As noted, the team also looked at source credibility, which knowledge community users can judge by the question respondent’s reputation.

How do we measure reputation? We can look at whether this person has answered other questions correctly. Or we can view user profiles to see the person’s expertise.

Some sites also award badges or points that recognize participation, good feedback, and other tools to signal proficiency.

To evaluate these two potential predictors of information usefulness — message quality and source credibility — Zhang and his colleagues used a crawler to gather data from the Oracle sites and the iPhone Support Community. “These communities are some of the top communities in their industries,” Zhang says. Unlike corporate intranets, they’re also public, so the team had access to the data.

It was a complicated data collection effort, though. The researchers couldn’t just set crawlers loose and assume what they gathered was correctly labeled because too much of it wasn’t labeled at all. “We used helpers to label whether solutions were useful because only a small percentage of users who ask a question come back to label the answers helpful or correct,” Zhang explains. A significant number of answers have no feedback, meaning that even great answers often fail to get a thumbs up, and those expert helpers the researchers hired rectified these errors of omission.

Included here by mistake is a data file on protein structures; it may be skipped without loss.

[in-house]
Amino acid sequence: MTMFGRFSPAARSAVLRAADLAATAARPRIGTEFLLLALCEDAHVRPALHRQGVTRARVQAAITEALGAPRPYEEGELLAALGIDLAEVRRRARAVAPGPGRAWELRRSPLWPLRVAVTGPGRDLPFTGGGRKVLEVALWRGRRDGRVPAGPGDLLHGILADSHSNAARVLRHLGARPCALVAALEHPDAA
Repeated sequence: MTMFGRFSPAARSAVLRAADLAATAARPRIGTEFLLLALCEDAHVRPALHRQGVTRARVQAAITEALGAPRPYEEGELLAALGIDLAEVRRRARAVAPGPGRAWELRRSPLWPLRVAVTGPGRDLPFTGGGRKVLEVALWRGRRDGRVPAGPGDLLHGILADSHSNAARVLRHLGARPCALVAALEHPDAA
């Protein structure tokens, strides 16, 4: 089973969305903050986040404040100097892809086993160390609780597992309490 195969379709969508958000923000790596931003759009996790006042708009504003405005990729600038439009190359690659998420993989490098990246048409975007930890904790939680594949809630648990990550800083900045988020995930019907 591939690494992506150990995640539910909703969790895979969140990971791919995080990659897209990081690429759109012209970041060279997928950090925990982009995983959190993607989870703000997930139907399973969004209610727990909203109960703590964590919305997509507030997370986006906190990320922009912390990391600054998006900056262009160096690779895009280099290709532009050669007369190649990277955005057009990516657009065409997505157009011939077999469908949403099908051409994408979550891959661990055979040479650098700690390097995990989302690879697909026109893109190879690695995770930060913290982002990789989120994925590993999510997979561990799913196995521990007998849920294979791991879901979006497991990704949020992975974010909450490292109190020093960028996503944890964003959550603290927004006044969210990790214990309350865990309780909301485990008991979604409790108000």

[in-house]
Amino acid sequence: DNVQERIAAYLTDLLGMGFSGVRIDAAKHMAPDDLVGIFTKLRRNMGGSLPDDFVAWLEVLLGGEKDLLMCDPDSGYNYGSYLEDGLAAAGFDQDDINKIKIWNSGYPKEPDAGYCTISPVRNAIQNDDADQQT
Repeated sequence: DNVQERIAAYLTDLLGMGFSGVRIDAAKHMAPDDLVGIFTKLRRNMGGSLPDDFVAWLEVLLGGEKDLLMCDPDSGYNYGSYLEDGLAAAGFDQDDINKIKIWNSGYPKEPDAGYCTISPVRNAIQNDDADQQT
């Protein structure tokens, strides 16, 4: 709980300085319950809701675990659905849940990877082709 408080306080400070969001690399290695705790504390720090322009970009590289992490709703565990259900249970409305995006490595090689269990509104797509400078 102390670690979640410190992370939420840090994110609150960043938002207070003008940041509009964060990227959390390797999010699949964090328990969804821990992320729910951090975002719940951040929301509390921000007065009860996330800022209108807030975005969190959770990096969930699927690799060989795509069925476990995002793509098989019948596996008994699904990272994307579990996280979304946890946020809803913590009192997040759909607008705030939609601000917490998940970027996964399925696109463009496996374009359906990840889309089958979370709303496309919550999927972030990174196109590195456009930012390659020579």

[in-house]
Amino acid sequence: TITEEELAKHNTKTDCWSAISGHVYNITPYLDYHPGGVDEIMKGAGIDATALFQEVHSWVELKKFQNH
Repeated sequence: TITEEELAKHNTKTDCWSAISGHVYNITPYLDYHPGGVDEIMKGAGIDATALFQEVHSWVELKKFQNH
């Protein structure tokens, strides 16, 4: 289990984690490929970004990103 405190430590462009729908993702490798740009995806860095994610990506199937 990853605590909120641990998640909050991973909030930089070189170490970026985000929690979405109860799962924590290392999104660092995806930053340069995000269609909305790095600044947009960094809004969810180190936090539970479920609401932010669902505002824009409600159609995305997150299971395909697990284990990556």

Then, the researchers parsed out the features related to argument quality and source credibility for each question-answer pair, split the data into two datasets, and applied a model to classify answer usefulness.

As a baseline, the team first ran their data through a traditional text-categorization approach that relied only on lexical terms in constructing feature sets. The models using the KAM-based approach worked more accurately, and the rigorous analysis the researchers performed provided what they called “strong support of argument quality and source credibility in determining information usefulness levels.” The research team also found that source credibility was the strongest predictor of right or helpful answers.